In Baho! by Roland Rugero, translated by Christopher Schaefer the author sets the story in Burundi. The story centers Nyamuragi, an adolescent mute who attempts to ask a young girl where he can find the bathroom. Since he is mute it is difficult to understand him and his gestures end up being mistaken for premeditated rape. The story then centers around the corruption in Burundi and the lack of respect that the women in Burundi have.
“In two months, six girls have been raped: two on the hill and four nearby. In two months, the rage of Hariho has simmered against potential rapists. Three men were detained, swiftly taken in as suspects. Eleven days passed before they saw freedom again. Two skipped town to Bu- jumbura. One stayed, and he is not in hiding. Perhaps he feels protected. The rapes come as no surprise, for there are still those who believe that young flesh cures AIDS” (24)
It is safe to say that the women in Burundi are treated as sexual objects rather than actual human beings. The high rates of rape show that the women in Burundi arent safe or respected. It is a very much male dominated culture where women are at mens dispoal without having a choice. The issue at hand is that there is never justice for the victims. Men are taken in and later are let go and are left to wander around town. Women are walking amongst their rapists which then gives men in Burundi the idea that there is nothing wrong with raping a woman beacause there is not repercutions to be dealt with. Rape is then normalized and women have to cope with their own traumas in Burundi.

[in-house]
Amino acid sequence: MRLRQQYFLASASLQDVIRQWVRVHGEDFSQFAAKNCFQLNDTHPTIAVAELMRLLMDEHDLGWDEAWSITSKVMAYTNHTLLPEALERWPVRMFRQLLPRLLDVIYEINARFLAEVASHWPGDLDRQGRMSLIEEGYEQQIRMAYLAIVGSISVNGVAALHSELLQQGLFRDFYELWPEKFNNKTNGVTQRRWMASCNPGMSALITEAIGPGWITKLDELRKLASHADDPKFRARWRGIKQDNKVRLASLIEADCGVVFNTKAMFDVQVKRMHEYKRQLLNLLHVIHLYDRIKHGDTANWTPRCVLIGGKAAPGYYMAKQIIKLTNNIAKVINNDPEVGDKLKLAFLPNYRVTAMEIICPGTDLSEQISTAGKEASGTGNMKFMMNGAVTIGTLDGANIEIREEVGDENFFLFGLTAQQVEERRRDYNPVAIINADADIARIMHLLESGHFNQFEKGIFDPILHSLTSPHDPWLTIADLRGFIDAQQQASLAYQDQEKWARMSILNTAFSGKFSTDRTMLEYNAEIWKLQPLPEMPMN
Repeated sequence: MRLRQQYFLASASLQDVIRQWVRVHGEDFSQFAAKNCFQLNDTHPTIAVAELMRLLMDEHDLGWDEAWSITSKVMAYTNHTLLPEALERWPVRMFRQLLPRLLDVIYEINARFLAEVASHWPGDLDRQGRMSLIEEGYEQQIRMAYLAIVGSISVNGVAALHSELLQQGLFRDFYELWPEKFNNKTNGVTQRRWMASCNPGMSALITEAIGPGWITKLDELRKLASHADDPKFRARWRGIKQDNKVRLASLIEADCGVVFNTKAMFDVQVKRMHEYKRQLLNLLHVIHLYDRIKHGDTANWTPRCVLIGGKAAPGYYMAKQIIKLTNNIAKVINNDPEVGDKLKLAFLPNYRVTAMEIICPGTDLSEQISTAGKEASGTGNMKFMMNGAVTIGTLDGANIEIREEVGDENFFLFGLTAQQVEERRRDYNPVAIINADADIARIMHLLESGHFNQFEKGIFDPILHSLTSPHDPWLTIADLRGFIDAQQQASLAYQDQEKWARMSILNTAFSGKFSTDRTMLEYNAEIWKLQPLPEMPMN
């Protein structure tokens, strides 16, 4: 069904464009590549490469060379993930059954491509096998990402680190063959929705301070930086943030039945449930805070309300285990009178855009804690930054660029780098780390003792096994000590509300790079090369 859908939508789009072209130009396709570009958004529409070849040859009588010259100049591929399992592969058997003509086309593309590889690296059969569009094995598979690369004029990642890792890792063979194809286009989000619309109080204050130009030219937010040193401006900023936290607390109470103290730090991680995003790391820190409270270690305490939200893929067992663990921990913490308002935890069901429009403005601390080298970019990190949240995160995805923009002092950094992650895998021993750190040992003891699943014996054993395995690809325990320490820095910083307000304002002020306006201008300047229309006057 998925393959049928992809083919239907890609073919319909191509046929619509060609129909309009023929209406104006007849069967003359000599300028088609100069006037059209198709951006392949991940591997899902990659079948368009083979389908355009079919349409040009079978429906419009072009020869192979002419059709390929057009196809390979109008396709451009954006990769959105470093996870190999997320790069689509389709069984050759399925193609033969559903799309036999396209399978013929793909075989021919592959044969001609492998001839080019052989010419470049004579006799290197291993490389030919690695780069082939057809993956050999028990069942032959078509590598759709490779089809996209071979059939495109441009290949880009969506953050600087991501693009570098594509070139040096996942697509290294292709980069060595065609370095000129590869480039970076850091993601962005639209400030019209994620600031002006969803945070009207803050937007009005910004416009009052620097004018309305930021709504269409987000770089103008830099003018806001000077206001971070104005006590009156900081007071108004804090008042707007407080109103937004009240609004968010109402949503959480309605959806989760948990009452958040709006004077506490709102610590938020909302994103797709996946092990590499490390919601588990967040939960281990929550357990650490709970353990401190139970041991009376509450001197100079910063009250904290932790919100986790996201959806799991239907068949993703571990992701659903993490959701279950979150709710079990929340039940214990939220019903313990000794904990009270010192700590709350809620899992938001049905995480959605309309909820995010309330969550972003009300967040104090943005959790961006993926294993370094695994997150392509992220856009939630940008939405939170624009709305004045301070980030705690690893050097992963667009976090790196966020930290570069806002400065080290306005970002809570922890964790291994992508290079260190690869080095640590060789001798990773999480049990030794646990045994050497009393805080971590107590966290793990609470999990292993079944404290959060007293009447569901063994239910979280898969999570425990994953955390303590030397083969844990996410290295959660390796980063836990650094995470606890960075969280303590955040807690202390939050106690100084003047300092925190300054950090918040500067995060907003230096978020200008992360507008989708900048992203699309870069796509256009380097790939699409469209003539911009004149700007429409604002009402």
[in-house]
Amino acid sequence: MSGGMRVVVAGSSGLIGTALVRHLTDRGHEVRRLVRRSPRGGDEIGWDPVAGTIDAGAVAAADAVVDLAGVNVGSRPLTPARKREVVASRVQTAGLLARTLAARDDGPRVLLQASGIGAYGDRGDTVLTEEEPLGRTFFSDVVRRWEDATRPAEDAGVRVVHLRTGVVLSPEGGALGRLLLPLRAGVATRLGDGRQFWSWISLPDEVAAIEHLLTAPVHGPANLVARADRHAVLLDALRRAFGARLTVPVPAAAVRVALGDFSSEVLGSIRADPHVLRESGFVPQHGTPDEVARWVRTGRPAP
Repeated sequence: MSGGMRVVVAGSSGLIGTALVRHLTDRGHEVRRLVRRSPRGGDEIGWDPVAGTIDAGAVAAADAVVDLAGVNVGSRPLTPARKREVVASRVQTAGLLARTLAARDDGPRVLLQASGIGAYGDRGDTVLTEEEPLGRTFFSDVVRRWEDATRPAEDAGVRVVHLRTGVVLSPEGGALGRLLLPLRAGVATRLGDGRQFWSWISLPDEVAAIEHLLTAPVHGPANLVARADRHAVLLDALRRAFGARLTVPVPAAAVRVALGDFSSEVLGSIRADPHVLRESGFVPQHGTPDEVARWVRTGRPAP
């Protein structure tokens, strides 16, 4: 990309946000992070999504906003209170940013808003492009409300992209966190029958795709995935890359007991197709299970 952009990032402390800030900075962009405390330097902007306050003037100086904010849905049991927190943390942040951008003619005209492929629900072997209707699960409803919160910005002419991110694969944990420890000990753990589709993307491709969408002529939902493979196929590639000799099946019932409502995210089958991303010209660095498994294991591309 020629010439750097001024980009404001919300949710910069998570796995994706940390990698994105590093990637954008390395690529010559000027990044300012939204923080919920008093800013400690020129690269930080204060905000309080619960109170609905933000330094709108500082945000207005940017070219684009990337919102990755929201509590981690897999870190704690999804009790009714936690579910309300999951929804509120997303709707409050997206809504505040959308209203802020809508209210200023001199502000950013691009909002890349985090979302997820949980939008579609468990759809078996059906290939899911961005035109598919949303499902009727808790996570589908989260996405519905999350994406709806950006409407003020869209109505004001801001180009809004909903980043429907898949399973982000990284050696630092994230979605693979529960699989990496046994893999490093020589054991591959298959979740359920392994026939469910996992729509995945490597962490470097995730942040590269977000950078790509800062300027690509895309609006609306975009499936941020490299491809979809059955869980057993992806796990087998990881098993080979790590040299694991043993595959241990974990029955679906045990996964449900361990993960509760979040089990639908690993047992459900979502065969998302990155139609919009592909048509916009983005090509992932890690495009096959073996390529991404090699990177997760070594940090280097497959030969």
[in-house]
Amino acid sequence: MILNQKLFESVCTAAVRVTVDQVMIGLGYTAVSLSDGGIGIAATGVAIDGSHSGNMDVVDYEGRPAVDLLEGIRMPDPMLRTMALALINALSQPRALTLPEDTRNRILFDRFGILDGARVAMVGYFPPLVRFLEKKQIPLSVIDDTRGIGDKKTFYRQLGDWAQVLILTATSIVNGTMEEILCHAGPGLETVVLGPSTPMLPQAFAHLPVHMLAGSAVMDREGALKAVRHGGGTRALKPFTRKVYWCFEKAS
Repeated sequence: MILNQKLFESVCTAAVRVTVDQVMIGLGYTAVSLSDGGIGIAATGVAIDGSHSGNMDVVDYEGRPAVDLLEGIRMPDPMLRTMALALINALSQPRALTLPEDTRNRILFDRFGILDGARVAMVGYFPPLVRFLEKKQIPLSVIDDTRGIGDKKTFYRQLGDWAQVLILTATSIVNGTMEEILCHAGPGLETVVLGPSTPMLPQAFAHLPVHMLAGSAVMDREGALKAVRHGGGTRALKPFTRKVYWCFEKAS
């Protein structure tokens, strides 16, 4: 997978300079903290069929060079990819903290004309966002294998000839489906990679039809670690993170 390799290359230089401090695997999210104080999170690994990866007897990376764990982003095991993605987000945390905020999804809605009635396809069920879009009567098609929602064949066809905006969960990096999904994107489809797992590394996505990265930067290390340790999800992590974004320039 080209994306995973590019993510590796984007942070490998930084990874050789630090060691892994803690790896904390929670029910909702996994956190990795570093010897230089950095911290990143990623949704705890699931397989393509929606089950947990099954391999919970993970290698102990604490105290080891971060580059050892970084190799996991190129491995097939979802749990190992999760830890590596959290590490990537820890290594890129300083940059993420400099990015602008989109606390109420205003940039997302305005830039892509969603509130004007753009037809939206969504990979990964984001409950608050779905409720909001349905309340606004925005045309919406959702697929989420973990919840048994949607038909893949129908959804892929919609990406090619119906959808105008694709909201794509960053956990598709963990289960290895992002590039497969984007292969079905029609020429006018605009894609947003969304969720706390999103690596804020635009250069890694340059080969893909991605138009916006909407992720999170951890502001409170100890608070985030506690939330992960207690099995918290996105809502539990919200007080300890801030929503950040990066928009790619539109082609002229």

In the same crowd, there is a woman who measures almost six feet two inches. She was run out of the house by her husband for being too tall. The strict man of the house preferred to bring another, shorter woman (that is to say, more pliable) under his roof. In the meantime, the unfortunate first wife got her share of blows and insults. She had an infinitely more galling fault: She was too old” (33).
The women in Burundi are also often left by their husbands for “better women” there are constant stories of women having to deal with a man’s abuse when he eventually ends up leaving her anyways. The idea that women have to put up with the abuse is detrimental in Burundi as women are left to pick up the pieces of their own trauma. Ultimately the women in Burundi must console each other and find ways to cope in Burundi because the men are not understanding of what they are going through. The corruption and lack of respect for women are what keep women at the bottom in Burundi as they are not taken seriously and are not seen as human beings.